cy,” he says, “is thereby as really brought into covenant, as one that is baptised in riper years. It conveys the same privileges to the one as to the other." p. 16. But the adult, having made a profession, was, in the apostolic age, by baptism received into full communion with the church, in complete standing, as is evident from Acts ii. 37-47. And in this view Mr. M. considers infant baptism, as“ a valuable privilege ;" “ as it entitles to the appointed means of grace ;" p. 54, 55. that is, to all church privileges; and insists, that those who are baptised in infancy, “ should be told that they are really in covenant with God, that they are members of the visible church, and are entitled to the privileges of it.' And as they have a title to the privileges, so “they are in duty bound to seek the enjoyment of, and attend upon these privileges.” p. 55, 56. For, according to Mr. M. “a child dedicated to God in baptism, is thereby brought into covenant with God, and has a promise left to it, of the means of grace, and the strivings of God's holy spirit, in order to render them effectual for salvation : but an unbaptised child is left in the kingdom of darkness.” p. 59, 60. And he adds, “it is but trifling to say, that although baptised persons may be styled members of the church universal ; yet they are not members of any particular church.” p. 56. So that, upon the whole, it appears, that by baptism alone, infants are made members of the church, in such sort as to have a divine right and title to all church privileges : which is full as much as can be said of any, who are in full communion, in complete standing. And thus we see what Mr. M.'s scheme is, in this view of it. And here let us stop a moment or two, and look round and consider where we are now. For if these things are true, it will follow,

1. That no internal mental qualifications are now, or ever were, requisite, in order to a right to all church privileges in the sight of God; neither moral, nor gracious; neither faith, nor practice of one sort, or of the other ; no, nothing at all, but only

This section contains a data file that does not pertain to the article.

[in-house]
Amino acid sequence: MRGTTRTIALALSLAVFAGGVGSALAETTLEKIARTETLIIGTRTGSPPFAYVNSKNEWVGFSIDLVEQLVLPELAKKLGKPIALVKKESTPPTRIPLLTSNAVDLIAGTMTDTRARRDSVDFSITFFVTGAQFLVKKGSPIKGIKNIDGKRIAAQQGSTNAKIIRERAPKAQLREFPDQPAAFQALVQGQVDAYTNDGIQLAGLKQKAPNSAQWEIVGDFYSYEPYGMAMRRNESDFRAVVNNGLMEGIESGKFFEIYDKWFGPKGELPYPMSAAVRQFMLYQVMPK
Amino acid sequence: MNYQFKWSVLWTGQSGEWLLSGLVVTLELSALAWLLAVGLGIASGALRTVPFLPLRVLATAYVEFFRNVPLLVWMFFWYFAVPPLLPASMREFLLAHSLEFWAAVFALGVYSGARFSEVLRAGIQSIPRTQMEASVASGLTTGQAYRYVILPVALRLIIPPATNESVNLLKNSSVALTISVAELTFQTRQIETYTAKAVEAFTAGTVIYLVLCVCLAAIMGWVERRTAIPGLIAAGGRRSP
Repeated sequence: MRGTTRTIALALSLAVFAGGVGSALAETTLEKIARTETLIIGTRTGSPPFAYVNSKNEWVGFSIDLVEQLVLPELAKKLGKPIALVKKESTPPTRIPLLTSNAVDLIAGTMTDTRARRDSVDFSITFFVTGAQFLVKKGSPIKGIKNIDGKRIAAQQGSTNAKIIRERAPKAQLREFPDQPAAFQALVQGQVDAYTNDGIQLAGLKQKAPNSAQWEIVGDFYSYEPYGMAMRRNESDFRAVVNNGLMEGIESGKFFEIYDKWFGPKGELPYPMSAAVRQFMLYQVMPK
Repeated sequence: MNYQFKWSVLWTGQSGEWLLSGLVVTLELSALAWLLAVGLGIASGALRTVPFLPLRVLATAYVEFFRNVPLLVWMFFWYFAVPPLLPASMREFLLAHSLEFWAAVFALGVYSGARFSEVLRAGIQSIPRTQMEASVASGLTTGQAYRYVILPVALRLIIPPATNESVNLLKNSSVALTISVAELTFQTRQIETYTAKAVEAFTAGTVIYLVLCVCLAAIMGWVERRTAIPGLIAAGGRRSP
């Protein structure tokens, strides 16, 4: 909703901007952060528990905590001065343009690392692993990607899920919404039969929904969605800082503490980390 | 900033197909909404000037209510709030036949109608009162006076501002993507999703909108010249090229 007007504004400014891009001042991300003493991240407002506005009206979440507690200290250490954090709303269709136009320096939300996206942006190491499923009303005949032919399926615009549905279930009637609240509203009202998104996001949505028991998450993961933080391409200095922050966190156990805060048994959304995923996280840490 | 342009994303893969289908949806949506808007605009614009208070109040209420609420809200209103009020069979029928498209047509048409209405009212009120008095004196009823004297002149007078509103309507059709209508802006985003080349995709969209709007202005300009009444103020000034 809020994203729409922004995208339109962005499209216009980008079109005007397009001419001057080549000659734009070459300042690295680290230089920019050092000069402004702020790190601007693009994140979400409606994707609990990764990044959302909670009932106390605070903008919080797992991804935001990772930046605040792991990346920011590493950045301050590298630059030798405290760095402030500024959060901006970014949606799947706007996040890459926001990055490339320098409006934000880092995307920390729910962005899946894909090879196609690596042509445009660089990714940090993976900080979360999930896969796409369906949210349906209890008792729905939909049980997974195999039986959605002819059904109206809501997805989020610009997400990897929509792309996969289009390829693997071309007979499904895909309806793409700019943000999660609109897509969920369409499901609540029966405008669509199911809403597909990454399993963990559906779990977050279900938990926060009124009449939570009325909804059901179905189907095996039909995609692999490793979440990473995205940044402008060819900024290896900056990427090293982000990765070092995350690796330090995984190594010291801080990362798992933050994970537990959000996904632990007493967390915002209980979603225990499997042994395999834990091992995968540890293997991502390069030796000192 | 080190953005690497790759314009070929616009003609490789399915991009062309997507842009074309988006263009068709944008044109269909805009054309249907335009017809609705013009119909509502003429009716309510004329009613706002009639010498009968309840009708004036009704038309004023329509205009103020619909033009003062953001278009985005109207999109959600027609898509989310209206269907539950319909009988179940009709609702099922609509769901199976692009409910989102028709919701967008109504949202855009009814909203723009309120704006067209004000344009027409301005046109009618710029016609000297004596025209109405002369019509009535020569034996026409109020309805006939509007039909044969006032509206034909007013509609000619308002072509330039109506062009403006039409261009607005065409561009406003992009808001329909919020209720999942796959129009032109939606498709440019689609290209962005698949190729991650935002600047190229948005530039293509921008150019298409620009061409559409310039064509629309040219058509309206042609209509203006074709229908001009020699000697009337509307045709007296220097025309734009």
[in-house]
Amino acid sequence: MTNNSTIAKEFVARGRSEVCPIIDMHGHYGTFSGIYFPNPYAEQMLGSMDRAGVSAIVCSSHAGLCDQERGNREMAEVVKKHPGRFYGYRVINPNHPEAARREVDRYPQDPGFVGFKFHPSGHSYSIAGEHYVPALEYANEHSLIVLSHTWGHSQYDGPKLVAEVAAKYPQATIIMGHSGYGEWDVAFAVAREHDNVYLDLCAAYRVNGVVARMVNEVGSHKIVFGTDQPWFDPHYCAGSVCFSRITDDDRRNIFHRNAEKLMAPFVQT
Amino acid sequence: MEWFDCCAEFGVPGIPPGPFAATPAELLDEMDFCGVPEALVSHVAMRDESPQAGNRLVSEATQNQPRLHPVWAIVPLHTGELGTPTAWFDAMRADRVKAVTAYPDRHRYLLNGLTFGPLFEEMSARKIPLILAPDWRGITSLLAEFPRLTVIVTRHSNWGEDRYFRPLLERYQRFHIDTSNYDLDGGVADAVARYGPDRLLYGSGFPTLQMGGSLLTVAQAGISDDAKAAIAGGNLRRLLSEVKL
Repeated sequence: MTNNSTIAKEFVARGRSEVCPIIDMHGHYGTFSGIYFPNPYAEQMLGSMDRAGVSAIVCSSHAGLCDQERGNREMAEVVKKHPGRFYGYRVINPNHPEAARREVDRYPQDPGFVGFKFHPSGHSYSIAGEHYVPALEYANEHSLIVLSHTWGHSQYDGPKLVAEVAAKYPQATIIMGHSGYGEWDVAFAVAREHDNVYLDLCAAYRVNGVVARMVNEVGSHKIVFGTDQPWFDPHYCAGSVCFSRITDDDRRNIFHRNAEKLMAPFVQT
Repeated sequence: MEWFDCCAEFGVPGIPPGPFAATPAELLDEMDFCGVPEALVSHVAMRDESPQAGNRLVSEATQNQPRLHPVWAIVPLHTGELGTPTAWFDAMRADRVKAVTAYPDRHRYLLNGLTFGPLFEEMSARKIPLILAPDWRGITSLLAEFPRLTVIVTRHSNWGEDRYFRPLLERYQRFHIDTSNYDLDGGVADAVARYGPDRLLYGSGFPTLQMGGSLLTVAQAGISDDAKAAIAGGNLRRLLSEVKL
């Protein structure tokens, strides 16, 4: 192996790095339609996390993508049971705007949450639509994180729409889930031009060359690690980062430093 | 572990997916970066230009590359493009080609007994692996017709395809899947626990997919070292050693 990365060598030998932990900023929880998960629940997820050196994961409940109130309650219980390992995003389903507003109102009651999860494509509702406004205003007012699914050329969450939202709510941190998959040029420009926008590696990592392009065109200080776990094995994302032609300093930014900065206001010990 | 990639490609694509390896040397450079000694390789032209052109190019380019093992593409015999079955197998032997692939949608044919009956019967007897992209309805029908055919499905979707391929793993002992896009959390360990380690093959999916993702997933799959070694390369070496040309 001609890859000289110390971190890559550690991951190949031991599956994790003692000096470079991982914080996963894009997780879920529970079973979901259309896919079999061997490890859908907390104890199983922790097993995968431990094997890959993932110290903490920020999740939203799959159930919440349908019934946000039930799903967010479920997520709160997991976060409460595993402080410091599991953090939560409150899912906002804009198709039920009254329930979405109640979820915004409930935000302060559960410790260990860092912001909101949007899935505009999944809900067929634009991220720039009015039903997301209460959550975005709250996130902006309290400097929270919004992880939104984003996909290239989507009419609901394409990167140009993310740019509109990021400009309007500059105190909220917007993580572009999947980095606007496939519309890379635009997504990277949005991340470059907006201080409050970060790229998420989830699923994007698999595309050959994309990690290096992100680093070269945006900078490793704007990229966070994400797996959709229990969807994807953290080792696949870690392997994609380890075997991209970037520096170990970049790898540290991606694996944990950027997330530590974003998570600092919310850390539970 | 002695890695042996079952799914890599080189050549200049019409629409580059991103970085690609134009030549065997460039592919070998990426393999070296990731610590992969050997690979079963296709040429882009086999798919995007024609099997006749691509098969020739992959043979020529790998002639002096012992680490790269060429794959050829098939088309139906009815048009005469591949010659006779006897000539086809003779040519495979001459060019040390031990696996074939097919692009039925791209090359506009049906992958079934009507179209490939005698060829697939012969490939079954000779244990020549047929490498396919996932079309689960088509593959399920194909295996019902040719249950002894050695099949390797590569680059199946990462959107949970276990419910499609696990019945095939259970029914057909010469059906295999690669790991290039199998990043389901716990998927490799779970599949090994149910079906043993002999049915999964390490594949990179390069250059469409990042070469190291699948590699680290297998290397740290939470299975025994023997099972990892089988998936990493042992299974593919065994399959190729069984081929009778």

“ an external mark in the flesh," or water baptism". And therefore,

n The land of Canaan was one chief external blessing of the Abrahamic cove. nant. Gen. xvii. 8. A compliance with that covenant gave a covenant right to a

2. In order to our being satisfied in our own consciences, that we have a right in the sight of God to come to the Lord's table, we are not “ to examine ourselves of our knowledge to discern the Lord's body, of our faith to feed upon hiin, of our repentance, love, and new obedience," as the assembly of divines imagined an hundred and twenty years ago :' nor are we to examine ourselves of our doctrinal knowledge, orthodoxy, moral sincerity, or of any thing else, of an internal, mental nature. For a right to the Lord's supper has no dependance on any thing of this nature. For, but one thing was needful to satisfy the conscience of the Jew, viz. “ The external mark in the flesh,” which might easily be known. And the Christian has nothing to do, but to procure and keep by him, a well attested certificate of his baptism, to give him a full assurance of his right to come to the Lord's table. For,

3. No crime, although of the most scandalous naturè, could vacate this right in the sight of God, or in the sight of conscience; because this right was not founded in any moral qualifications whatsoever, but only in “ an external mark in the flesh," or water baptism. But the idolatry of the Jew did not at all take away “the external mark in the flesh ;" nor

possession of it. Num. xxxii. 11, 12. The Israelites who came out of Egypt were all circumcised. Josh. v. 5. If in circumcision, they fully complied with that covenant on their part; then their carcasses did not fall in the wilderness, because they on their part broke covenant, but because God broke cove. nant on his part. They on their part fulfilled the only condition on which the land of Canaan was promised, but God was not true to the covenant on his part. So the fault was not in them, but in him ; and in this view, Lev. xxvi. and Deut. xxvii. are entirely inconsistent with the Abrahamic covenant. And so also is the divine conduct in the expulsion of the Jews out of the land of Canaan by Nebuchad. nezzar, formerly, as well as in their present dispersion. For they on their part have always kept covenant. For they have always circumcised their children, from the time they took possession of the land of Canaan to this day. Nor can Psalm 1. 16. Isai. i. 10-15. Ezek. xliv. 9. Mat. v. 23, 24. Heb. iii. 19. and an hundred other texts, be reconciled with this scheme.